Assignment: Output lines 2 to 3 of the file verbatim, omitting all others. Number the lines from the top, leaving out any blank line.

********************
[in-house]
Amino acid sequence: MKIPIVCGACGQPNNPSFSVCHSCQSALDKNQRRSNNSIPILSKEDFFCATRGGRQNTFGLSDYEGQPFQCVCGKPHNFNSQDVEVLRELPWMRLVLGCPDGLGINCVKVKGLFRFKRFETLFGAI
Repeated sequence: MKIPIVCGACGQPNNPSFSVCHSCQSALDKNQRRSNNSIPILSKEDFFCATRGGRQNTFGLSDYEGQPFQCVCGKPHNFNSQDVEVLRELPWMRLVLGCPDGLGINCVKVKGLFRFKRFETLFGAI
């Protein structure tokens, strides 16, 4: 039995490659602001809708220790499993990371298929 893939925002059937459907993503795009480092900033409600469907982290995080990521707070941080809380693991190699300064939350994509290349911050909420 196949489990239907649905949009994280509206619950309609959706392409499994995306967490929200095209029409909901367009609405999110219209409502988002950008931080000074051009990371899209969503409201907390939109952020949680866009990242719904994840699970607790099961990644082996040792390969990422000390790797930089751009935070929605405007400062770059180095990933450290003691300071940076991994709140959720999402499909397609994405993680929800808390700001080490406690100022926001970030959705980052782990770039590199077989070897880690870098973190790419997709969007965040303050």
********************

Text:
Amino acid sequence: MKIPIVCGACGQPNNPSFSVCHSCQSALDKNQRRSNNSIPILSKEDFFCATRGGRQNTFGLSDYEGQPFQCVCGKPHNFNSQDVEVLRELPWMRLVLGCPDGLGINCVKVKGLFRFKRFETLFGAI
Repeated sequence: MKIPIVCGACGQPNNPSFSVCHSCQSALDKNQRRSNNSIPILSKEDFFCATRGGRQNTFGLSDYEGQPFQCVCGKPHNFNSQDVEVLRELPWMRLVLGCPDGLGINCVKVKGLFRFKRFETLFGAI